How to Recycle Plastic Water Bottles

Plastic water bottles are not an uncommon sight in the average American home refrigerator. They’re also always stashed in vending machines for those who want a healthier beverage choice than sugary soft drinks or juices.

They’re served at some quick-service restaurants straight out of the bottle. If you go to a concert, a sports game, or a live event, water is again sold in plastic bottles and not cups.

It used to be that most people didn’t think much about what happened to their plastic water bottles when they were done drinking them. They threw the empty bottles into the nearest waste bin and that was that.

What they didn’t know was their choices would affect people for hundreds of years. 

Today, we’re an eco-friendlier society, and most people make a strong effort to recycle plastics like water bottles. You too may be interested in working towards a brighter, greener planet by recycling.

How exactly do you recycle plastic water bottles, though?

Throwing them into a recycling bin, if that’s what you’ve been doing, may not be enough. You will more than likely have to take your bottles to a nearby recycling center to ensure they’re truly being recycled and not just thrown away. 

Wait, you mean not all bottles marked for recycling are repurposed or recycled? Yes, it’s sad but true. In this article, we’ll tell you everything you need to know about recycling plastic water bottles.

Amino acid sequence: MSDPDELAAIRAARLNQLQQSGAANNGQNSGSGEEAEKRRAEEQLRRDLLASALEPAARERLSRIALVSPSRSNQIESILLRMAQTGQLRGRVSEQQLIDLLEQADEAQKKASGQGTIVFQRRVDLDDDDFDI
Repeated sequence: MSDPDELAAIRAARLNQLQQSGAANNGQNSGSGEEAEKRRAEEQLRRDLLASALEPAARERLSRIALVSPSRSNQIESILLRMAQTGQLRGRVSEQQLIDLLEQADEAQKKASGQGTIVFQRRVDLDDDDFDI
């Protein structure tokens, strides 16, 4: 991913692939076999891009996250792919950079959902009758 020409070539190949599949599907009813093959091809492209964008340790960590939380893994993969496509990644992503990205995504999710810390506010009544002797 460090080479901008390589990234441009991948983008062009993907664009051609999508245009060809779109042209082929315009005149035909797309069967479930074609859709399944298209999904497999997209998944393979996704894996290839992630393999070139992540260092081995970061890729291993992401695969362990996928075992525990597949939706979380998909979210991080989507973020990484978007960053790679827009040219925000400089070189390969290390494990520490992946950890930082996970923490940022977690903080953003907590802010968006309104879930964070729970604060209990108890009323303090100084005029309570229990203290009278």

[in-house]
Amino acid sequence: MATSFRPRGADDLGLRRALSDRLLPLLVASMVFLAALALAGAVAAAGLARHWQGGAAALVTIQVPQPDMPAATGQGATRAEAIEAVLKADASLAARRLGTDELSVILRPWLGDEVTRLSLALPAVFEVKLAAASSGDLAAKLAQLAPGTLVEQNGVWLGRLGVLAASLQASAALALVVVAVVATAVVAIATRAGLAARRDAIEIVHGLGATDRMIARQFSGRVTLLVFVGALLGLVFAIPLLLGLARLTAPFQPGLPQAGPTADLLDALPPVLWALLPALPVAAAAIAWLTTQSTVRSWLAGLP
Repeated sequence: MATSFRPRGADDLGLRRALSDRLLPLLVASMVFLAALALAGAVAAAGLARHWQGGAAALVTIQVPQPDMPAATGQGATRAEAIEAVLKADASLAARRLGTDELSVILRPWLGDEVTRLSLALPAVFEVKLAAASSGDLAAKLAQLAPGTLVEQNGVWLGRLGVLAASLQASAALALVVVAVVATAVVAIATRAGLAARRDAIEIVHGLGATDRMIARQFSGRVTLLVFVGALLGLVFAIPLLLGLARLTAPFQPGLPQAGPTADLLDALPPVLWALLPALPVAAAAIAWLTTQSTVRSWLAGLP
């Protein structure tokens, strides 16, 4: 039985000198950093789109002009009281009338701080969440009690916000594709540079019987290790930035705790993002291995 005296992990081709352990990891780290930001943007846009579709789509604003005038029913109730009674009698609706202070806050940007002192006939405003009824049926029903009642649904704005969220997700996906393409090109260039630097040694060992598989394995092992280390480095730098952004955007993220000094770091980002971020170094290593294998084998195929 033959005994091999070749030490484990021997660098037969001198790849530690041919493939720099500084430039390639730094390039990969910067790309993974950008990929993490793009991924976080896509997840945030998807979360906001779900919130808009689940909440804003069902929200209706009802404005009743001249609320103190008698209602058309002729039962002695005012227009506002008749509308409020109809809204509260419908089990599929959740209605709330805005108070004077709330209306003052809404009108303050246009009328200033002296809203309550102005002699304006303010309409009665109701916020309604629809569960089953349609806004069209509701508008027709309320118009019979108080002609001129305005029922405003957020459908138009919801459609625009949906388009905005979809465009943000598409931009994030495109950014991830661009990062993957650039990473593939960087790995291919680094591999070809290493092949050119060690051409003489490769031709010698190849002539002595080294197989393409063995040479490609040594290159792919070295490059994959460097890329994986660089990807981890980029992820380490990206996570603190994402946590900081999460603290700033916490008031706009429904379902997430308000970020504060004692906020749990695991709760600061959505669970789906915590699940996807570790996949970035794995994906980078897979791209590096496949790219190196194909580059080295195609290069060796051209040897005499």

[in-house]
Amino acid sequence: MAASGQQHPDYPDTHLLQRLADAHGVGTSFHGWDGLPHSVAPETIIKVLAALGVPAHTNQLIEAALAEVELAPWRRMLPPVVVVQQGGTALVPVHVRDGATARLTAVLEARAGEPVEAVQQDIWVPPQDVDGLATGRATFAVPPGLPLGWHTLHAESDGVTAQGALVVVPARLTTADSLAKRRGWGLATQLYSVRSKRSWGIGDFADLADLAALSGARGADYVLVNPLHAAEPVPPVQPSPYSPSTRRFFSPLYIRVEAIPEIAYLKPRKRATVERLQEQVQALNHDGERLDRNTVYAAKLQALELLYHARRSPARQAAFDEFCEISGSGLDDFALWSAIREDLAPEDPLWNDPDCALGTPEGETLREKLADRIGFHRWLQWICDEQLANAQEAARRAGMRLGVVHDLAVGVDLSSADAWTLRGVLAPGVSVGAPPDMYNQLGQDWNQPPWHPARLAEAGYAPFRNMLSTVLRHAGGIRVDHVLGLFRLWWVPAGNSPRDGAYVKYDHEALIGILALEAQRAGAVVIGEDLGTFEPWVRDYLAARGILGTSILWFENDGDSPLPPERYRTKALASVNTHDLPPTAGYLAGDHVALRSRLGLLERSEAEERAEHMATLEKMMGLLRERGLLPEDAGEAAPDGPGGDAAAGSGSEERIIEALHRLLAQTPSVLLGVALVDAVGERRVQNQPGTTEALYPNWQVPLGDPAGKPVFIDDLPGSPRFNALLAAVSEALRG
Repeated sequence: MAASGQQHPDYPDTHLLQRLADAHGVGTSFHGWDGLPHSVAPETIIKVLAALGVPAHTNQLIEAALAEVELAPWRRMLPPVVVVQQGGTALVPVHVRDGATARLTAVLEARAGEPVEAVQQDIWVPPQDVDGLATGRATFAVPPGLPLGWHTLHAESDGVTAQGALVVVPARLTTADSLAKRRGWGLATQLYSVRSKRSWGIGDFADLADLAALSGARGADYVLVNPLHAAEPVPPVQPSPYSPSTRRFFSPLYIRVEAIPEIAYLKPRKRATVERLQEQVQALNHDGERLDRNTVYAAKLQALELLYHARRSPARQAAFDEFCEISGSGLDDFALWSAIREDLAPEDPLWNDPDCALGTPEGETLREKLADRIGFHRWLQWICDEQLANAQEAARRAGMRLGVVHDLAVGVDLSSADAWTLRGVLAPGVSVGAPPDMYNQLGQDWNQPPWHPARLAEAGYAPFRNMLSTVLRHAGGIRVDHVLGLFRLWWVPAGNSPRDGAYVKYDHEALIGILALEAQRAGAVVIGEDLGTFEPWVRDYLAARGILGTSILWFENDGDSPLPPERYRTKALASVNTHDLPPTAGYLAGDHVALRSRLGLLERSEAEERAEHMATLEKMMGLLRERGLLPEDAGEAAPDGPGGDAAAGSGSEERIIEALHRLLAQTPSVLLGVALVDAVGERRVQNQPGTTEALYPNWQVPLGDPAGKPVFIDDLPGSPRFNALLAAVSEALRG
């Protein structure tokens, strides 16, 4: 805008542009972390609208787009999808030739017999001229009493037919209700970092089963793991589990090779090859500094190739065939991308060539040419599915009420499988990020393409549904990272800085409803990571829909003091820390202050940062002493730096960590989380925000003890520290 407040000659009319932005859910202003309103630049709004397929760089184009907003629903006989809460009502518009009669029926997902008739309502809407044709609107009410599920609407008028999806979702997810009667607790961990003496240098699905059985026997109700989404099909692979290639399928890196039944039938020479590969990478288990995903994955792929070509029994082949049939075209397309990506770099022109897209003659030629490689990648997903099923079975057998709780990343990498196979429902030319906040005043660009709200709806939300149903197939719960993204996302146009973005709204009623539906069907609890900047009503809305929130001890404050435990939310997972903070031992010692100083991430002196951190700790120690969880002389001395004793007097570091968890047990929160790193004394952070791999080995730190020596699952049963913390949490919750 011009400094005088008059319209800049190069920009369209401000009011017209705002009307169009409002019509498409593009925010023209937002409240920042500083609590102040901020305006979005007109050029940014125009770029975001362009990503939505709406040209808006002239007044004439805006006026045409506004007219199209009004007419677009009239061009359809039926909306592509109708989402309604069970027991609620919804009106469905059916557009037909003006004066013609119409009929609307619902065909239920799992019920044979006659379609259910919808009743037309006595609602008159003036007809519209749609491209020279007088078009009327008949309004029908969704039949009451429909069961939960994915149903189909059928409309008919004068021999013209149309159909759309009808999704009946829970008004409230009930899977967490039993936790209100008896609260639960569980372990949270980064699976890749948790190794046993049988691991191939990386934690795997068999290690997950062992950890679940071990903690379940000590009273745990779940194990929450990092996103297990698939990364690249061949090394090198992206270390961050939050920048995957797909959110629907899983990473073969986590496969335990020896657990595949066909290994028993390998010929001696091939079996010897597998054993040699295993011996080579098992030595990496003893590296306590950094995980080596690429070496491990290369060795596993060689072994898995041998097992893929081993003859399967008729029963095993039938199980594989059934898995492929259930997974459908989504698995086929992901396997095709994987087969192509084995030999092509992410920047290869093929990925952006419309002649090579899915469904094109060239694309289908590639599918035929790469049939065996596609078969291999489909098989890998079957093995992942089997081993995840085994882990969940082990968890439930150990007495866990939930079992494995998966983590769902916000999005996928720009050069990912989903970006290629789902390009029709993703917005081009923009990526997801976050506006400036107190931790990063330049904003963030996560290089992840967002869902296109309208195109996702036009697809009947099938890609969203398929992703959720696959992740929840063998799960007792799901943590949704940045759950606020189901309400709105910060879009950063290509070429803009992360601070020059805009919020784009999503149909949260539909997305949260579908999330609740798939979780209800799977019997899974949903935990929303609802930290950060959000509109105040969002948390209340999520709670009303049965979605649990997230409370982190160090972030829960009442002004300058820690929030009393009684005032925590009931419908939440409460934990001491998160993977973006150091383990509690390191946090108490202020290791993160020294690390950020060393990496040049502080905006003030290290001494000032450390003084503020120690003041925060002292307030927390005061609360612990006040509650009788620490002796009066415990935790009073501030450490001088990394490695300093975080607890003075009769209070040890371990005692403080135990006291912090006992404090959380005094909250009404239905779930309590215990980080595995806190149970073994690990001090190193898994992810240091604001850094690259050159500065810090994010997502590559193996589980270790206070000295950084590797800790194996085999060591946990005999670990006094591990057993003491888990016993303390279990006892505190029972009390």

Why You Should Recycle Plastic

Not all water bottles are made of the same kind of plastic. There’s polyethylene terephthalate or PET plastic bottles, polystyrene-PS (PP) plastic bottles, and high-intensity polyethylene or HDPE bottles. 

The naked eye of the average consumer might not be able to tell PET and HDPE bottles apart. To them, a bottle is a bottle.

When those plastic water bottles end up in the garbage instead of in the recycling bin, they’re transported to a local landfill. There, the difference between plastics becomes especially noticeable. 

Data from Mercer Group International, a material recovery facility, says it can be up to 400 years before plastic water bottles will break down completely.

It may actually be more than that. PET plastic may degrade within 50 years and HDPE plastic within 100, but that’s on the shorter end. PP plastics will fully degrade within 1,000 years! 

While it’s true that sunlight can speed up the process, even still, 50 or 100 years is still a mighty long time. 

What’s the big issue with plastics sitting around in a landfill? The chemicals within plastic bottles do not remain idle over the 10, 50, or 100 (or more!) years it takes for them to degrade.

As the bottles naturally get wet from the rain, the chemicals leak out, absorbing into the ground. From there, the chemicals travel to our natural water supplies. Both people and animals can be affected by this.